Revision after shoulder replacement for acute fracture of the proximal humerusStig Brorson, Björn Salomonsson, Steen L Jensen, Anne Marie Fenstad, Yilmaz Demir & Jeppe V Rasmussen
Background and purpose — For more than half a century, stemmed hemiarthroplasty (SHA) has been used in the treatment of comminuted and displaced fractures of the proximal humerus. Reverse shoulder arthroplasty (RSA) has been increasingly popular in cases where it is difficult to obtain satisfactory fixation of the tuberosities. We report revision rates and reasons for revision after shoulder arthroplasty for acute fractures of the proximal humerus.
Patients and methods — This study was based on a common dataset from the Nordic Arthroplasty Register Association (NARA), which includes data reported to the national shoulder arthroplasty registries in Denmark, Sweden, and Norway. We included 6,756 shoulder arthroplasties performed for acute fractures between 2004 and 2013.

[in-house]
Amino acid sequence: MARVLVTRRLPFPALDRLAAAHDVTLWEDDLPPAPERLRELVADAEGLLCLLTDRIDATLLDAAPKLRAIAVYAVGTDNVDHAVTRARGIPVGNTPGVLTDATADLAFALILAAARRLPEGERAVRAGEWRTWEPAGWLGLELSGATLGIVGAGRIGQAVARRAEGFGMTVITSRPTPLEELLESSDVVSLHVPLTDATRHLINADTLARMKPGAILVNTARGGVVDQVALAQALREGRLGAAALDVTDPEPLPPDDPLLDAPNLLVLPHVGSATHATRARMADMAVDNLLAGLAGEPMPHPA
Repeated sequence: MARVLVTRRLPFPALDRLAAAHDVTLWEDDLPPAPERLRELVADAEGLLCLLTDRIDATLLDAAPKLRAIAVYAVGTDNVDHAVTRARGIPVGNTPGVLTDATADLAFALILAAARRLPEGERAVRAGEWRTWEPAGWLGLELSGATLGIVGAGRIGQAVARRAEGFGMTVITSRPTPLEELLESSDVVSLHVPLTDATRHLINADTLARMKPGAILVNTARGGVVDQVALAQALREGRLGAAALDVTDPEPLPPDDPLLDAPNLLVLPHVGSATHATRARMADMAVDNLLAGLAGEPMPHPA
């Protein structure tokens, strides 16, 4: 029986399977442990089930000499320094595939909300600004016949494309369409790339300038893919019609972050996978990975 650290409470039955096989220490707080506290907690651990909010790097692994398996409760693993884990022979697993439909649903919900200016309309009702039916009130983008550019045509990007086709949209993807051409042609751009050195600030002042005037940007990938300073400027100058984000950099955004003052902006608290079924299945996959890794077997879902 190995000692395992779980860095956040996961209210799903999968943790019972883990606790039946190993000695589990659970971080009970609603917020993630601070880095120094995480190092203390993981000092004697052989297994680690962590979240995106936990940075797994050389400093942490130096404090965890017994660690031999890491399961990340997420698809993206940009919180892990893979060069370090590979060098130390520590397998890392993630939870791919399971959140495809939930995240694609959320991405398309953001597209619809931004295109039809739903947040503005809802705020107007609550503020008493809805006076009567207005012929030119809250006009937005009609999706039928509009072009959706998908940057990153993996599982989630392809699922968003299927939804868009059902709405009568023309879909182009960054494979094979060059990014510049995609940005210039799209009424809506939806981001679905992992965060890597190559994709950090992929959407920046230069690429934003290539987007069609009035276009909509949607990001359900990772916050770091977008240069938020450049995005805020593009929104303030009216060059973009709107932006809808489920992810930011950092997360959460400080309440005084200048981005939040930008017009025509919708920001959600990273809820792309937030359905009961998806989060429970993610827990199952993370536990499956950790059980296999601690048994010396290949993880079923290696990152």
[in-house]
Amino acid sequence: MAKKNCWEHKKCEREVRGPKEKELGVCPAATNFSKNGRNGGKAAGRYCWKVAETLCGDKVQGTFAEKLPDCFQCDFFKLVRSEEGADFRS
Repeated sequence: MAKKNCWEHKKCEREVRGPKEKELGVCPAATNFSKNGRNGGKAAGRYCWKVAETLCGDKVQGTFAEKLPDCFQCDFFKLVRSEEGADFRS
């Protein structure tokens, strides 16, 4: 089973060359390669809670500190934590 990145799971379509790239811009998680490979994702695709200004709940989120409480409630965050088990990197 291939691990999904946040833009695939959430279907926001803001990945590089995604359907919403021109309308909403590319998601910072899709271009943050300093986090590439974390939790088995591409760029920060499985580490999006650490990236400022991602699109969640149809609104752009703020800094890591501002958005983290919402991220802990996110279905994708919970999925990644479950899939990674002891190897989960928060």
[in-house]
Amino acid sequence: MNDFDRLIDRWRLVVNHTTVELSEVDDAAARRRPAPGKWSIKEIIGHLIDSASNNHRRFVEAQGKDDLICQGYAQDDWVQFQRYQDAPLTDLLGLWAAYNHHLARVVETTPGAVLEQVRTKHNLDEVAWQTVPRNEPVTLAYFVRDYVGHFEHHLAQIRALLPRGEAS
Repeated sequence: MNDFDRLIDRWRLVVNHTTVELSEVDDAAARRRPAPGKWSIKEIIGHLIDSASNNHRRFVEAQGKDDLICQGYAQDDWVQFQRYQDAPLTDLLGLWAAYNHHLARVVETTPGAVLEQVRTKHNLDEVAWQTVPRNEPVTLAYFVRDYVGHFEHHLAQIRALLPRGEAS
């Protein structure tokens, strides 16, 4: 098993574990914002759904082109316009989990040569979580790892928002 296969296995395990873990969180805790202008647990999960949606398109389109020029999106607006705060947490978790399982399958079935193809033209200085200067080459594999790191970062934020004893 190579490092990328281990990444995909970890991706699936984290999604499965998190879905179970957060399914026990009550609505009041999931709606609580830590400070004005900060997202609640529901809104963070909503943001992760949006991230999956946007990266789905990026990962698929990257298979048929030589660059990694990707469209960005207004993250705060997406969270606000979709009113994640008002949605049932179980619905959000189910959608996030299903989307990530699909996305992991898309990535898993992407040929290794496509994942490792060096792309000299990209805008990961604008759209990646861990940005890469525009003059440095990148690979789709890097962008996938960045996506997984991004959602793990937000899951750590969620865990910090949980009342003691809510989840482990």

Results — There were 6,112 SHAs (90%) and 565 RSAs (8.4%). The cumulative arthroplasty survival rate after 5 years was 0.96 for both SHA and RSA. The relative risk of revision of RSA was 1.4 (95% CI: 0.9–2.2) with SHA as reference. For both types of arthroplasty, the most common reason for revision was infection (SHA 0.8%, RSA 2.1%). The relative risk of revision due to infection was 3.1 (95% CI: 1.6–5.9) for RSA with SHA as reference. The relative risk of revision for patients who were less than 75 years of age was 2.8 (95% CI: 2.0–3.8) compared to older patients.
Interpretation — Revision after shoulder arthroplasty for acute fractures was rare. Survival rates were similar between SHA and RSA, but RSA had a statistically significant and clinically relevant higher risk of revision because of infection.